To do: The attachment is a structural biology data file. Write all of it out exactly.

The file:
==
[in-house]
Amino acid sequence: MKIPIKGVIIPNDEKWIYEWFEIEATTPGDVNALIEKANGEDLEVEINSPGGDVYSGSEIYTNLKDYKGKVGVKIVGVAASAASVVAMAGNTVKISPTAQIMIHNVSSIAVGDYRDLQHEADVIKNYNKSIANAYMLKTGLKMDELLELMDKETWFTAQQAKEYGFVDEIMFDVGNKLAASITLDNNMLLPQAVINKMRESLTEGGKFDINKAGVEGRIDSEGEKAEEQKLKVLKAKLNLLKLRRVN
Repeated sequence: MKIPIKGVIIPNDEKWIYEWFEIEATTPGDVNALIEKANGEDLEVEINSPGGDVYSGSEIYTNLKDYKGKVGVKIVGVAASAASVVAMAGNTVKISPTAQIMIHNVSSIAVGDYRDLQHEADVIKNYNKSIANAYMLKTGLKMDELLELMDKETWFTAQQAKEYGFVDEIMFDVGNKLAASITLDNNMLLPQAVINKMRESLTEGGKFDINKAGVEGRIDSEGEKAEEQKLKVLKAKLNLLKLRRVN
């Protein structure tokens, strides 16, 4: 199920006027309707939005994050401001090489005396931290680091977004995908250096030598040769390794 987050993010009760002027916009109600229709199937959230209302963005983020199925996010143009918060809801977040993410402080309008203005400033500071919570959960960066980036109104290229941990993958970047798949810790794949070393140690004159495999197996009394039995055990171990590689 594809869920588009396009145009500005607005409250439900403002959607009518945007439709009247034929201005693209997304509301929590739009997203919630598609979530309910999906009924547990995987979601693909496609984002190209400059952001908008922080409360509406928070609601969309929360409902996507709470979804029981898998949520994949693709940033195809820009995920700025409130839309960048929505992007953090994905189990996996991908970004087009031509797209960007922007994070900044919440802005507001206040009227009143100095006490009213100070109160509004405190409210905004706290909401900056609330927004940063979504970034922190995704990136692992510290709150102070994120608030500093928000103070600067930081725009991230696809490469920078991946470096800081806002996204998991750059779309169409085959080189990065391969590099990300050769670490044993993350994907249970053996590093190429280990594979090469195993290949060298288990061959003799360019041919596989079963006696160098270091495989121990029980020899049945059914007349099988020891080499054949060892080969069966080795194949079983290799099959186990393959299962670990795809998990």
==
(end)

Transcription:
[in-house]
Amino acid sequence: MKIPIKGVIIPNDEKWIYEWFEIEATTPGDVNALIEKANGEDLEVEINSPGGDVYSGSEIYTNLKDYKGKVGVKIVGVAASAASVVAMAGNTVKISPTAQIMIHNVSSIAVGDYRDLQHEADVIKNYNKSIANAYMLKTGLKMDELLELMDKETWFTAQQAKEYGFVDEIMFDVGNKLAASITLDNNMLLPQAVINKMRESLTEGGKFDINKAGVEGRIDSEGEKAEEQKLKVLKAKLNLLKLRRVN
Repeated sequence: MKIPIKGVIIPNDEKWIYEWFEIEATTPGDVNALIEKANGEDLEVEINSPGGDVYSGSEIYTNLKDYKGKVGVKIVGVAASAASVVAMAGNTVKISPTAQIMIHNVSSIAVGDYRDLQHEADVIKNYNKSIANAYMLKTGLKMDELLELMDKETWFTAQQAKEYGFVDEIMFDVGNKLAASITLDNNMLLPQAVINKMRESLTEGGKFDINKAGVEGRIDSEGEKAEEQKLKVLKAKLNLLKLRRVN
């Protein structure tokens, strides 16, 4: 199920006027309707939005994050401001090489005396931290680091977004995908250096030598040769390794 987050993010009760002027916009109600229709199937959230209302963005983020199925996010143009918060809801977040993410402080309008203005400033500071919570959960960066980036109104290229941990993958970047798949810790794949070393140690004159495999197996009394039995055990171990590689 594809869920588009396009145009500005607005409250439900403002959607009518945007439709009247034929201005693209997304509301929590739009997203919630598609979530309910999906009924547990995987979601693909496609984002190209400059952001908008922080409360509406928070609601969309929360409902996507709470979804029981898998949520994949693709940033195809820009995920700025409130839309960048929505992007953090994905189990996996991908970004087009031509797209960007922007994070900044919440802005507001206040009227009143100095006490009213100070109160509004405190409210905004706290909401900056609330927004940063979504970034922190995704990136692992510290709150102070994120608030500093928000103070600067930081725009991230696809490469920078991946470096800081806002996204998991750059779309169409085959080189990065391969590099990300050769670490044993993350994907249970053996590093190429280990594979090469195993290949060298288990061959003799360019041919596989079963006696160098270091495989121990029980020899049945059914007349099988020891080499054949060892080969069966080795194949079983290799099959186990393959299962670990795809998990």